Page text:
Wanesville Area Quaker Settlements
From the beginning, Quakers have sought that of God in all people, whether female or male, white or people of color, young or old. Although some early Quakers held slaves, many came to see that this was incompatible with their testimony of equality. This was especially difficult for Friends living in the Southern states. Some began to investigate moving to the Northwest Territory, designated as slave free. This included Ohio and other Midwest states.
Abijah O'Neall, Robert Mills, and David and Jesse Pugh had purchased land between the Little Miami and Great Miami Rivers and prepared to move their families there in 1799. Being Friends in South Carolina, they requested certificates of removal. Bush River Meeting refused the request, perhaps in an attempt to preserve the community, but the families moved to the new town of Waynesville, Ohio. In 1803, Zachariah Dix rose to speak during Meeting for Worship at Bush River Meeting and urged Friends to move to the new State of Ohio as it was free of the burden of slavery. Responding to this divinely inspired message, Bush River Friends moved as an entire body to the Little Miami River lands. Many families left well-established farms for unexplored tracts of land in the Ohio wilderness. Over two hundred years later, all that remains of Bush River Meeting is a historic marker.
The first Quaker settlements held Meeting for Worship in their homes. In 1801, twelve families requested the establishment of a Preparative Meeting under the care of Westland Monthly Meeting in Pennsylvania, which was affiliated with Baltimore Yearly Meeting. This was a first step in the process of establishing a Monthly Meeting. The Preparative Meeting was recognized and, two years later, Miami Monthly Meeting was established on October 13, 1803, with full authority to carry on business, provide oversight of marriages, and receive certificates of membership from many Friends who were arriving from North and South Carolina, Pennsylvania, and Virginia. Miami Monthly Meeting was affiliated with Redstone Quarterly Meeting (Pennsylvania) and Baltimore Yearly Meeting.
By 1807, nearly 2000 Friends had moved into southwestern Ohio. Three other Monthly Meetings were "set off," or authorized, by Miami Monthly Meeting. A request for "quarterly meeting" status was sent to Baltimore Yearly Meeting, to be comprised of Miami, West Branch, Center, and Fairfield Monthly Meetings. This would relieve Ohio representatives from traveling to Pennsylvania to attend Redstone Quarterly Meeting. The request was granted and Miami Quarterly Meeting opened on May 13, 1809.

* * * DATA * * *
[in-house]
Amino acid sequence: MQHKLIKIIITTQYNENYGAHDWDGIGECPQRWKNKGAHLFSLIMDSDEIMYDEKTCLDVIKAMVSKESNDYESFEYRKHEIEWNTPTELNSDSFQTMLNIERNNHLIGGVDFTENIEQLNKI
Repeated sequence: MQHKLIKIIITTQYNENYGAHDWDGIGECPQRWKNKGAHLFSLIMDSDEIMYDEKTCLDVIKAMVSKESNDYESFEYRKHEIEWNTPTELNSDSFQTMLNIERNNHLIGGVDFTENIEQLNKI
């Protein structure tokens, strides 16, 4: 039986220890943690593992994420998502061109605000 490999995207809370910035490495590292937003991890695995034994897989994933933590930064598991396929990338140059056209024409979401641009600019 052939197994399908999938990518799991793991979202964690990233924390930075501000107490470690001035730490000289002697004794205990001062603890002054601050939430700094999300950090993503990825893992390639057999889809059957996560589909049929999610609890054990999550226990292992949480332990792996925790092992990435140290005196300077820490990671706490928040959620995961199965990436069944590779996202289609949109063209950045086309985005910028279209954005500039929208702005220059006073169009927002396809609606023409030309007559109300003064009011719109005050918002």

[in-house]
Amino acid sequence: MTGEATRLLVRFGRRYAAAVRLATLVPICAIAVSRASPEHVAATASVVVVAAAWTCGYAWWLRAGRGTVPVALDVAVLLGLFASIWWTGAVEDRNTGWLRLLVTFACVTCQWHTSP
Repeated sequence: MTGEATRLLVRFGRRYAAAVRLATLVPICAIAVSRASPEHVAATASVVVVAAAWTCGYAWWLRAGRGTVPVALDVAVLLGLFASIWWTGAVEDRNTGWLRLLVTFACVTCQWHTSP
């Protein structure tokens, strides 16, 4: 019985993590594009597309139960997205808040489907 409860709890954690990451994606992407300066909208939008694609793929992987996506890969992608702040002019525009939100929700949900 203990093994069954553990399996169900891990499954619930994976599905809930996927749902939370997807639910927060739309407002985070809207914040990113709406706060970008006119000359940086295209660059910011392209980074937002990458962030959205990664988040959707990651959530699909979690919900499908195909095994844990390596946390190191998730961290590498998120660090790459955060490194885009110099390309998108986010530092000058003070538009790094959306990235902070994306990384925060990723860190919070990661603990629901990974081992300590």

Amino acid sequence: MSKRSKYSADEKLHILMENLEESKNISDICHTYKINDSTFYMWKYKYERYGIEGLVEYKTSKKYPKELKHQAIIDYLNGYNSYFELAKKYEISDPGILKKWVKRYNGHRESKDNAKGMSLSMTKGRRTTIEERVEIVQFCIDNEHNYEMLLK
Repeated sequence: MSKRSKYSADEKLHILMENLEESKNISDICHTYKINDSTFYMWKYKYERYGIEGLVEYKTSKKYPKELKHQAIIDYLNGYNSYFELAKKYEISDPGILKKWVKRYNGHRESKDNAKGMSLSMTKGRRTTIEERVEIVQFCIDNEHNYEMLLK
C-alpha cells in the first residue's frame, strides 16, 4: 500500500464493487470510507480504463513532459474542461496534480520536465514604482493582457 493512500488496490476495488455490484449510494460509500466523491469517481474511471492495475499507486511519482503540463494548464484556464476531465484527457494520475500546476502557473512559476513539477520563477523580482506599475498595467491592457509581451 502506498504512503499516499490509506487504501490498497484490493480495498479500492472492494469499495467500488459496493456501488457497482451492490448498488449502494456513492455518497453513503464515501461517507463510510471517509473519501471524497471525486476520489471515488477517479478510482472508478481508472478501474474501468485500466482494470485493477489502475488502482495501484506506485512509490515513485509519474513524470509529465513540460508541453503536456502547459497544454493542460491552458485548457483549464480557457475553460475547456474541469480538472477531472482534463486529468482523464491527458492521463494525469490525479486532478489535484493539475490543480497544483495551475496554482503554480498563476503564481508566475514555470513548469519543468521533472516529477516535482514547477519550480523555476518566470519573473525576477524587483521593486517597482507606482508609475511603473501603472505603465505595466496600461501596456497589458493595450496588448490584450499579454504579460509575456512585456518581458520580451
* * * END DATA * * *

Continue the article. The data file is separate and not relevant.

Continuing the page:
The Meeting had been gathered into a small log cabin in 1803 and moved into a larger cabin in 1805. This site is located near the Red Brick Meetinghouse in Waynesville. The original cabin had no stove, as member Charity Lynch felt it would be "too worldly" to have a heat source. In 1809, a committee of five was appointed to prepare plans to build a new Meetinghouse with sufficient space to accommodate the new Miami Quarterly Meeting. Plans were approved in May 1811 to build a one-story brick structure on a four-acre lot belonging to Miami Monthly Meeting. Later in the year it was agreed to change the plans to a two-story building to accommodate the rapidly growing Quarterly Meeting. The completed building cost $1,500, and each Monthly Meeting in Ohio and Indians paid its share. Miami Monthly Meeting (Waynesville Friends) has used this building, the White Brick Meetinghouse, continually since 1811. It is the oldest place of worship in continuous use west of the Alleghany Mountains.
The new meetinghouse was divided by movable shutters and two entry ways, one for women and children, the other for men. During Meeting for Business, women and men sat separately to preserve the sense of equality of each gender's decision-making. Then the shutters would be raised, and the entire Meeting would attempt to reach unity or consensus over each decision that had been made. Neither meeting could take action without the unity of the other. It should be noted that many Friends Meetinghouses from previous centuries have separate entries, although today, separate meeting sessions have not been necessary since women achieved legal equality in American, a movement led primarily by Quaker women.
Miami Monthly Meeting built a schoolhouse across the street from the new White Brick Meetinghouse in 1811. A diverse student body included African-American, Native American, and white children.